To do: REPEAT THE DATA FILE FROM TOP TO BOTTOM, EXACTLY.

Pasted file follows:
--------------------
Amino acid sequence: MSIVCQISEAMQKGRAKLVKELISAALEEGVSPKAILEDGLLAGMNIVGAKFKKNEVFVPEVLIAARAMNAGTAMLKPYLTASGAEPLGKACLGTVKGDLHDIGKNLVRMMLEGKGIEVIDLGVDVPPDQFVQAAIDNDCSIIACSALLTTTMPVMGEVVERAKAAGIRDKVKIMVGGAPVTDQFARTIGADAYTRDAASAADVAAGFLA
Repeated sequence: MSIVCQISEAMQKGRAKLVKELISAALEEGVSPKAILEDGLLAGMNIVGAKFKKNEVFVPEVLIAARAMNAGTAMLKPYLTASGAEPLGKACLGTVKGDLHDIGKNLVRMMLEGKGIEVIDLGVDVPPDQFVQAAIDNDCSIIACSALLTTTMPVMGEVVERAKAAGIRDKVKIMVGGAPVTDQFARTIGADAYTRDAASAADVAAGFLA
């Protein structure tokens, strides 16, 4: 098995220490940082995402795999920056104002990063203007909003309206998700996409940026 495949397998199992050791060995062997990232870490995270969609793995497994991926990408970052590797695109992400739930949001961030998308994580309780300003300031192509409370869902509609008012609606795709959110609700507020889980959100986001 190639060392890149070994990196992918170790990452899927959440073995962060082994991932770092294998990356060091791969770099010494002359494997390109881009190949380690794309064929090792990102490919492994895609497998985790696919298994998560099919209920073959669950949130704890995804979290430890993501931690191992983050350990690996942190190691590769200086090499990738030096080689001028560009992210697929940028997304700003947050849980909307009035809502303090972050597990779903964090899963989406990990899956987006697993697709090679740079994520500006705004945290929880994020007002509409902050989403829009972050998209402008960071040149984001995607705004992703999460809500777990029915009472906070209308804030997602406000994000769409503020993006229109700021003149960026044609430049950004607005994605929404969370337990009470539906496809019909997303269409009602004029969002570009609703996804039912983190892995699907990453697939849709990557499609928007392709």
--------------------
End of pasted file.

Amino acid sequence: MSIVCQISEAMQKGRAKLVKELISAALEEGVSPKAILEDGLLAGMNIVGAKFKKNEVFVPEVLIAARAMNAGTAMLKPYLTASGAEPLGKACLGTVKGDLHDIGKNLVRMMLEGKGIEVIDLGVDVPPDQFVQAAIDNDCSIIACSALLTTTMPVMGEVVERAKAAGIRDKVKIMVGGAPVTDQFARTIGADAYTRDAASAADVAAGFLA
Repeated sequence: MSIVCQISEAMQKGRAKLVKELISAALEEGVSPKAILEDGLLAGMNIVGAKFKKNEVFVPEVLIAARAMNAGTAMLKPYLTASGAEPLGKACLGTVKGDLHDIGKNLVRMMLEGKGIEVIDLGVDVPPDQFVQAAIDNDCSIIACSALLTTTMPVMGEVVERAKAAGIRDKVKIMVGGAPVTDQFARTIGADAYTRDAASAADVAAGFLA
């Protein structure tokens, strides 16, 4: 098995220490940082995402795999920056104002990063203007909003309206998700996409940026 495949397998199992050791060995062997990232870490995270969609793995497994991926990408970052590797695109992400739930949001961030998308994580309780300003300031192509409370869902509609008012609606795709959110609700507020889980959100986001 190639060392890149070994990196992918170790990452899927959440073995962060082994991932770092294998990356060091791969770099010494002359494997390109881009190949380690794309064929090792990102490919492994895609497998985790696919298994998560099919209920073959669950949130704890995804979290430890993501931690191992983050350990690996942190190691590769200086090499990738030096080689001028560009992210697929940028997304700003947050849980909307009035809502303090972050597990779903964090899963989406990990899956987006697993697709090679740079994520500006705004945290929880994020007002509409902050989403829009972050998209402008960071040149984001995607705004992703999460809500777990029915009472906070209308804030997602406000994000769409503020993006229109700021003149960026044609430049950004607005994605929404969370337990009470539906496809019909997303269409009602004029969002570009609703996804039912983190892995699907990453697939849709990557499609928007392709």